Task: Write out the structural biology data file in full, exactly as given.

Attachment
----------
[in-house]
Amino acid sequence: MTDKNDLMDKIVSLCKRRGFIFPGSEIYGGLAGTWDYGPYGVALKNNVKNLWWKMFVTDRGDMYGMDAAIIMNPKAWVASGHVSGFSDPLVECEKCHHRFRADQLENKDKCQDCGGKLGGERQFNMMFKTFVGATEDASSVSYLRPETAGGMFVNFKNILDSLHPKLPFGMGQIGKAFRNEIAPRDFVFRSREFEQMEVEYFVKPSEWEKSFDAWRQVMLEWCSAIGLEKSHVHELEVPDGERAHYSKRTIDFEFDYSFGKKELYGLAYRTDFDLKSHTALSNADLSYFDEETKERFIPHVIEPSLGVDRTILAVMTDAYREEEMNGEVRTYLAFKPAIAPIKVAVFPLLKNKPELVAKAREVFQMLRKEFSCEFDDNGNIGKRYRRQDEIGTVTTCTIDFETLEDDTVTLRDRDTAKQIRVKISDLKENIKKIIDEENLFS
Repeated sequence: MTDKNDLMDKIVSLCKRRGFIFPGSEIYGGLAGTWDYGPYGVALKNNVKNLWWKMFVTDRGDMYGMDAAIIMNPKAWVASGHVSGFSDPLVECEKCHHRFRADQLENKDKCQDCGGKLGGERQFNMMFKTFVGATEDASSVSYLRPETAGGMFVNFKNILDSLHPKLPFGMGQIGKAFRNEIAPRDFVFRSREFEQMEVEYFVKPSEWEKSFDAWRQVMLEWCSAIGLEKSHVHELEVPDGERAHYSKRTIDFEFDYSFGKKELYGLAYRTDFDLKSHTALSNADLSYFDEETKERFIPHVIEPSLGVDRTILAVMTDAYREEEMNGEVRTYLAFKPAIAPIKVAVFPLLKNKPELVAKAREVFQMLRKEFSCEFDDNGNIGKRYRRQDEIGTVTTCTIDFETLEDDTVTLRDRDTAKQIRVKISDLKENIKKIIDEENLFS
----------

[in-house]
Amino acid sequence: MTDKNDLMDKIVSLCKRRGFIFPGSEIYGGLAGTWDYGPYGVALKNNVKNLWWKMFVTDRGDMYGMDAAIIMNPKAWVASGHVSGFSDPLVECEKCHHRFRADQLENKDKCQDCGGKLGGERQFNMMFKTFVGATEDASSVSYLRPETAGGMFVNFKNILDSLHPKLPFGMGQIGKAFRNEIAPRDFVFRSREFEQMEVEYFVKPSEWEKSFDAWRQVMLEWCSAIGLEKSHVHELEVPDGERAHYSKRTIDFEFDYSFGKKELYGLAYRTDFDLKSHTALSNADLSYFDEETKERFIPHVIEPSLGVDRTILAVMTDAYREEEMNGEVRTYLAFKPAIAPIKVAVFPLLKNKPELVAKAREVFQMLRKEFSCEFDDNGNIGKRYRRQDEIGTVTTCTIDFETLEDDTVTLRDRDTAKQIRVKISDLKENIKKIIDEENLFS
Repeated sequence: MTDKNDLMDKIVSLCKRRGFIFPGSEIYGGLAGTWDYGPYGVALKNNVKNLWWKMFVTDRGDMYGMDAAIIMNPKAWVASGHVSGFSDPLVECEKCHHRFRADQLENKDKCQDCGGKLGGERQFNMMFKTFVGATEDASSVSYLRPETAGGMFVNFKNILDSLHPKLPFGMGQIGKAFRNEIAPRDFVFRSREFEQMEVEYFVKPSEWEKSFDAWRQVMLEWCSAIGLEKSHVHELEVPDGERAHYSKRTIDFEFDYSFGKKELYGLAYRTDFDLKSHTALSNADLSYFDEETKERFIPHVIEPSLGVDRTILAVMTDAYREEEMNGEVRTYLAFKPAIAPIKVAVFPLLKNKPELVAKAREVFQMLRKEFSCEFDDNGNIGKRYRRQDEIGTVTTCTIDFETLEDDTVTLRDRDTAKQIRVKISDLKENIKKIIDEENLFS